Faults architecture and their scaling relationships: Insights into fault core thickness and fault displacement
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The purpose of this study is to investigate the statistical characteristics of fault core thickness and fault displacement, and to state the relationship between these two fault attributes. Field work was carried out At Tidwell Draw, in the San Rafael region of Utah, USA; and along the Moab Fault adjacent to the entrance to Arches National Park. Data from these sites were statistically analyzed, and exceedence frequency plots of fault core thickness and fault throw were drawn. These exceedence frequency plots were then redrawn on several scales, and graphical analyses were conducted to determine the frequency distribution of fault core thickness and fault throw. Following that, the data was then plotted together on a bivariate scatter plot, and analyzed for linear correlation in graphs of different scales. The data from the Moab Fault site was augmented with data gathered from photographs. Analysis suggests that results of data gathered from photographs can produce similar results and can be an acceptable method to obtain data from difficult locations. Results of these analyses reveal that fault throw at these locations is distributed following a power law distribution pattern, and that fault thickness tends to follow a log-normal distribution. Analysis of a global data base involving data from selected previously published works reveal that for many data sets, exceedence frequency plots of displacement reveal that frequency distribution tends to follow log-normal trends, rather than power law trends. The similar results display log-normal distribution for fault thickness as well. Emphasis is placed on the importance of analyzing EF plot in all scales in order to form the most accurate interpretation of data distribution Bivariate analysis of fault displacement and fault core thickness for the global data set exhibited a power law relationship with an exponent of 0,728 with a global goodness of fit regression of 74,2%. Although the data from Tidwell Draw displayed a regression of 52,0% for a power law relation with exponent value of 0,683, the data plotted consistent with the global plot. The data from the Moab Fault site also plotted consistent with the global plot. Although the Moab Fault data showed a weak regression for the power law relationship with exponent equal to 0,497, when the data was combined with another data set covering the upper ranges of the Moab Fault attributes, the combined Moab Fault data set showed a power law relationship with an exponent of 0,715 with a goodness of fit regression of 88,0%, exceeding the regression of both of the Moab Fault data sets and the global data set. This result indicates that 1) A large data set covering a broader range of displacement and fault core thickness will produce better results, and 2) data sets having most in common will produce better results when combined than data having least in common. This confirms a statement Evans, 1990 that for best results, data sets to be compared should be as similar as possible to avoid poor analysis.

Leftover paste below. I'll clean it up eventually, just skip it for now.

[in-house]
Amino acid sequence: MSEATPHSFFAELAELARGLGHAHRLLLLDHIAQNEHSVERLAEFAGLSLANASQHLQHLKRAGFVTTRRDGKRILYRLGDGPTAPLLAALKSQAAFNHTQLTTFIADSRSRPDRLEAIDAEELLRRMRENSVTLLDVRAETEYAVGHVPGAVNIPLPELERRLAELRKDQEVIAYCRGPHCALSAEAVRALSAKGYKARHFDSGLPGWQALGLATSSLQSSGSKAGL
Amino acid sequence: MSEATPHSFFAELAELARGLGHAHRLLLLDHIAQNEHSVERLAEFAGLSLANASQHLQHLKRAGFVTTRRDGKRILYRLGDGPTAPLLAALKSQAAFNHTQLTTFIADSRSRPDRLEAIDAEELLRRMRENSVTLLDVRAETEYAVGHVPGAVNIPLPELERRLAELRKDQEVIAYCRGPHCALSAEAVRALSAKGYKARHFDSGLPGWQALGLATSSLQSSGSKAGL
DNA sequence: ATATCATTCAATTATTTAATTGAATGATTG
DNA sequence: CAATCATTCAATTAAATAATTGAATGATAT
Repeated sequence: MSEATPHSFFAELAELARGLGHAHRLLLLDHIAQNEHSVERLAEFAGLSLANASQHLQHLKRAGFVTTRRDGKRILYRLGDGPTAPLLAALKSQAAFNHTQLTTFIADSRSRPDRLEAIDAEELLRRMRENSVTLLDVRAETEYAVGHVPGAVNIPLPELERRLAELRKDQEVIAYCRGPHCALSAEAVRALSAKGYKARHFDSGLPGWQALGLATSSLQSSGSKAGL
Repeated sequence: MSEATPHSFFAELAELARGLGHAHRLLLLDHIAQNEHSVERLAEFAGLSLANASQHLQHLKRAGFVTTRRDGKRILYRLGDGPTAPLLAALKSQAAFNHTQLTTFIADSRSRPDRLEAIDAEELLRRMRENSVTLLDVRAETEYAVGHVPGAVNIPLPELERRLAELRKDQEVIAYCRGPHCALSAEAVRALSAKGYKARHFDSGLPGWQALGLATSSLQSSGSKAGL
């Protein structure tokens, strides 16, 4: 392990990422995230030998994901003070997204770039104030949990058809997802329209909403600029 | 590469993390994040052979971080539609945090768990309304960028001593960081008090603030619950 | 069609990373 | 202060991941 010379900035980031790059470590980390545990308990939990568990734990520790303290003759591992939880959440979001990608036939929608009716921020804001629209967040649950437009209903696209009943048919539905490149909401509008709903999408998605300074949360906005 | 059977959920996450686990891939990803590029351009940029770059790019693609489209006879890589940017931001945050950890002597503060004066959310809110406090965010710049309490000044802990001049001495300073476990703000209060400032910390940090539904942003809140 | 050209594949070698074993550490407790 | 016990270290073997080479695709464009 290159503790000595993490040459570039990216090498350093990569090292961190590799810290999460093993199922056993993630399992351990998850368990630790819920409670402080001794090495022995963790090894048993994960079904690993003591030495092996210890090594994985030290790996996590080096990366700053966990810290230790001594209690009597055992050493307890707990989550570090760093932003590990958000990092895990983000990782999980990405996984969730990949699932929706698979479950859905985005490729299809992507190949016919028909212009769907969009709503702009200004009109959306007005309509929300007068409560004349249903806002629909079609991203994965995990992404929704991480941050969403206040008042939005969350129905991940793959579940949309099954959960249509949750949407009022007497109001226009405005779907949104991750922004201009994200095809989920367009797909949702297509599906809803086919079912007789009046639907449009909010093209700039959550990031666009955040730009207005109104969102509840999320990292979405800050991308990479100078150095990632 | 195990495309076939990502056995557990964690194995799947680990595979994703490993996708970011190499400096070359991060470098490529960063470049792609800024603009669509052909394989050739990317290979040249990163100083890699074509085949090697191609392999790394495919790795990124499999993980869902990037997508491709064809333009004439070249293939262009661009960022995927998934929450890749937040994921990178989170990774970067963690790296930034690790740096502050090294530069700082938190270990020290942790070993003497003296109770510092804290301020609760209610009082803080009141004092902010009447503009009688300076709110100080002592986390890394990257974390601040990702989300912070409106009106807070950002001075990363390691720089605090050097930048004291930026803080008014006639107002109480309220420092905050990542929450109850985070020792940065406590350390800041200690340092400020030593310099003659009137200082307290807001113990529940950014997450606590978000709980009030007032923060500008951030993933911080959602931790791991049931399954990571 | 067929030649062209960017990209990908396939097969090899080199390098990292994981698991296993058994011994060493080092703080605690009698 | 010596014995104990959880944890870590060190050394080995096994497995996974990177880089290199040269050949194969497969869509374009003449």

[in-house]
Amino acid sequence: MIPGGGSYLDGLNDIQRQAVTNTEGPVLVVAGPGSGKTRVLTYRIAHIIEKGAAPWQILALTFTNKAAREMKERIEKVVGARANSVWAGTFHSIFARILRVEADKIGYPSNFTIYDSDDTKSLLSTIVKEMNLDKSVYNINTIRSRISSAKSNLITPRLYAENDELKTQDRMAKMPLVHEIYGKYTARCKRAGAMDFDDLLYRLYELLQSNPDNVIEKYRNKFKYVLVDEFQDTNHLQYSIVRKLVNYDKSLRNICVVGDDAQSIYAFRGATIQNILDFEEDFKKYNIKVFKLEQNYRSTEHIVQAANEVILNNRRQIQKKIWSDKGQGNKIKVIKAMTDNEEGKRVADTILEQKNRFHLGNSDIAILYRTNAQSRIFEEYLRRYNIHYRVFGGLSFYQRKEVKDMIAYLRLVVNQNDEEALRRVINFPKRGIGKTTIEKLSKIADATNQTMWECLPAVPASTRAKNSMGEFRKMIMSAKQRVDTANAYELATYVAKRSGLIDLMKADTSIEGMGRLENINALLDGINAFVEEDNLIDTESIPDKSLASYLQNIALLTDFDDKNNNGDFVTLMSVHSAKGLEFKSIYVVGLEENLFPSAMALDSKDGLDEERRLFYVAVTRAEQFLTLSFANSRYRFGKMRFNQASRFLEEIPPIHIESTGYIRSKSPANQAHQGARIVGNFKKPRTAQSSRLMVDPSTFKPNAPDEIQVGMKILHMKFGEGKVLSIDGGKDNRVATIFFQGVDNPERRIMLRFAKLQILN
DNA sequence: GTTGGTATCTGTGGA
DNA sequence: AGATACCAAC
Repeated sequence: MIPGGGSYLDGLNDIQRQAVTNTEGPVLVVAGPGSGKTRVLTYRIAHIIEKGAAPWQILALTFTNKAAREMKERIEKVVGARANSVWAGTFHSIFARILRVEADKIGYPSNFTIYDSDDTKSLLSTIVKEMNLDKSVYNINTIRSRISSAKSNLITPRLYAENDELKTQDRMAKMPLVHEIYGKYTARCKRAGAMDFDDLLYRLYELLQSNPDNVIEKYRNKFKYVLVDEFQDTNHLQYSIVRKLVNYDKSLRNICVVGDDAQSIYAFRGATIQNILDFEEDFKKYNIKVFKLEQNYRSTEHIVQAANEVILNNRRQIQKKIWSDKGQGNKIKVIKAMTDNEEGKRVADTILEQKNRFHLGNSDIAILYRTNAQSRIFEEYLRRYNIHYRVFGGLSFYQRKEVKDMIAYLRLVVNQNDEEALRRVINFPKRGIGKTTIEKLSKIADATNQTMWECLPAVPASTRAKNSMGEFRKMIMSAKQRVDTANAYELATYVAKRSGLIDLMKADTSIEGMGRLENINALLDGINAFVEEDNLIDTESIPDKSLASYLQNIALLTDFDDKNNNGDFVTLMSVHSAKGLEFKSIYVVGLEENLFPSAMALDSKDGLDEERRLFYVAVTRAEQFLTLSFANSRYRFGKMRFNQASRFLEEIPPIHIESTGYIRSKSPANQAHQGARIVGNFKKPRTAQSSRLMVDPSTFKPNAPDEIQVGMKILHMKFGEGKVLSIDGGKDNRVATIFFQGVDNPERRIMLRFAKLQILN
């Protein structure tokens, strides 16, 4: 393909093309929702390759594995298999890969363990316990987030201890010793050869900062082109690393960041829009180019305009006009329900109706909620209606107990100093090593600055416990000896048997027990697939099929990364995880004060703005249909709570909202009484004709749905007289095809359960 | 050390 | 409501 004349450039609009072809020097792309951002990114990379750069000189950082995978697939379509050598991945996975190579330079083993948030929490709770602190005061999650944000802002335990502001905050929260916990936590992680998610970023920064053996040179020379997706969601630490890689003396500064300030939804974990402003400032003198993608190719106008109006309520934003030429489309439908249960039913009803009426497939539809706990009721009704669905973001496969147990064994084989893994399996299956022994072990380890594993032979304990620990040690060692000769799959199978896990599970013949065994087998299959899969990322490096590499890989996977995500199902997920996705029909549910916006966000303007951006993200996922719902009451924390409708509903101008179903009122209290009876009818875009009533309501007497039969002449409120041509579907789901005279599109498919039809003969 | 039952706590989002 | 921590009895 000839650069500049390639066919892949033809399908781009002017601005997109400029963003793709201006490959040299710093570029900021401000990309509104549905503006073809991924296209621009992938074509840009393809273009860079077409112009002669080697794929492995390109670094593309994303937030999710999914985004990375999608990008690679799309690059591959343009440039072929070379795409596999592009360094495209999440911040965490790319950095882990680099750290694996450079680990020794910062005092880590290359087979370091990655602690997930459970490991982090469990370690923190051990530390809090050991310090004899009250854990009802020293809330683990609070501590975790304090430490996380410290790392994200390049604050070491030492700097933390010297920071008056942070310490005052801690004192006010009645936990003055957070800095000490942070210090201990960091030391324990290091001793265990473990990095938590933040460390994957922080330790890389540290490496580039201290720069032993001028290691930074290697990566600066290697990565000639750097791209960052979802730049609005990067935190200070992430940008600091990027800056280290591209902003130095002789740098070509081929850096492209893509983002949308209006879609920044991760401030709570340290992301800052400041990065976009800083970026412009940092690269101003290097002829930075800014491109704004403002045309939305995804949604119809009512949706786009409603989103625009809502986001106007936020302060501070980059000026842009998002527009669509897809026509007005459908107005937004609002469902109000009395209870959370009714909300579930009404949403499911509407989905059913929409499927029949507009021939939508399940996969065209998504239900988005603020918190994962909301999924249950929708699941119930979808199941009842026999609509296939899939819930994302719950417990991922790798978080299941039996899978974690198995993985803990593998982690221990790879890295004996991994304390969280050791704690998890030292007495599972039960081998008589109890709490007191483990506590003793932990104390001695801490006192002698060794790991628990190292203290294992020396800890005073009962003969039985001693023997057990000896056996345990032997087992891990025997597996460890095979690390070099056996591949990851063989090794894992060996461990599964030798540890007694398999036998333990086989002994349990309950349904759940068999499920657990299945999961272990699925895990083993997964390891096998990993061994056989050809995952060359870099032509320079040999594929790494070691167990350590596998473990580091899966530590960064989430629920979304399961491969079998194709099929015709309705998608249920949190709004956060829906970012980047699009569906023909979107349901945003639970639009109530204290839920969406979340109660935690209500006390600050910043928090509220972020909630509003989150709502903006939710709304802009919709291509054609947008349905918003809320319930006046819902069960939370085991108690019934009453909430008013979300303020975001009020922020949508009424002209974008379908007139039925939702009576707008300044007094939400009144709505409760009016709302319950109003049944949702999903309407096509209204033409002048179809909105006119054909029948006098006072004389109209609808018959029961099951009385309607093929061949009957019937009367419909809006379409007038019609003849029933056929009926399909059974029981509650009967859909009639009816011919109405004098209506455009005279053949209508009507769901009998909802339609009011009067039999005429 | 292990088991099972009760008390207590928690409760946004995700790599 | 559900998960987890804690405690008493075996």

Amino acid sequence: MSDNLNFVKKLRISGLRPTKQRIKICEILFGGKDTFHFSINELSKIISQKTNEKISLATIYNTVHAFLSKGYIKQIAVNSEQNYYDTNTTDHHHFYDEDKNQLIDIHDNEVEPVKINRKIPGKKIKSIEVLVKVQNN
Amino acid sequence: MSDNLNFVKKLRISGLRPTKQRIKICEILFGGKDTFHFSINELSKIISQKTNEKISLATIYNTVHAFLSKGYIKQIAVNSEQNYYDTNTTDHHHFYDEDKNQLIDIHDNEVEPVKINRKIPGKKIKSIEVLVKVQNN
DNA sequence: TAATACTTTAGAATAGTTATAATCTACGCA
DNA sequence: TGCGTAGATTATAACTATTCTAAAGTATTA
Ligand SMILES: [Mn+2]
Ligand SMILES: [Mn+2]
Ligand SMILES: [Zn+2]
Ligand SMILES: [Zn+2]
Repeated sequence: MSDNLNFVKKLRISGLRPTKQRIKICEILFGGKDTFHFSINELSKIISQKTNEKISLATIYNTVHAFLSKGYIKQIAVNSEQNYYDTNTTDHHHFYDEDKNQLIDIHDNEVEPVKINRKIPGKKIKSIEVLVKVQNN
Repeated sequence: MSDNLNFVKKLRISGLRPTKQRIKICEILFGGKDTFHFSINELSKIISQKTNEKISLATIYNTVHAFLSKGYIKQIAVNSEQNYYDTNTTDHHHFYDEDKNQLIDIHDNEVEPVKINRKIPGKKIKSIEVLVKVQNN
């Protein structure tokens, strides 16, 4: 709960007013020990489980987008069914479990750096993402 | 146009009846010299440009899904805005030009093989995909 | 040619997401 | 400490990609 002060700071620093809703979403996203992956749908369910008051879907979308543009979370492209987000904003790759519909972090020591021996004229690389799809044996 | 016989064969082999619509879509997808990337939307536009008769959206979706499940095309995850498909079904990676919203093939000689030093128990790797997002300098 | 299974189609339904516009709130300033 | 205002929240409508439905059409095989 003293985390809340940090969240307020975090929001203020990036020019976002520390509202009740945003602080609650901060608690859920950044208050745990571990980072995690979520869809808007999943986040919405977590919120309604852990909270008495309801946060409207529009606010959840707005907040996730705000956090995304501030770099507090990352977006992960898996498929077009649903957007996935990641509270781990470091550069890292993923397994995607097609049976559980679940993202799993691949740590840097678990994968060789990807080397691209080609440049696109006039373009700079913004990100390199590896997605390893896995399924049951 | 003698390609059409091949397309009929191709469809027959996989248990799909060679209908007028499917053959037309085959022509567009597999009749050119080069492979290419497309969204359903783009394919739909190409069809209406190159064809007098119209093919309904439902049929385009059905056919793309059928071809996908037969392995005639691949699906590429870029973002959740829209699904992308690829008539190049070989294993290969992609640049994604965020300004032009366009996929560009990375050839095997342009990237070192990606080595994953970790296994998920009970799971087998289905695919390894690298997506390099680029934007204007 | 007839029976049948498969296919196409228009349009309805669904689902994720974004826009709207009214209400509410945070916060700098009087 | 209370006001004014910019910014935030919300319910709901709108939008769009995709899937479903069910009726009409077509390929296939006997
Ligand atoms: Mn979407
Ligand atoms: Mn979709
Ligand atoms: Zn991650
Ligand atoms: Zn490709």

PublisherThe University of Bergen
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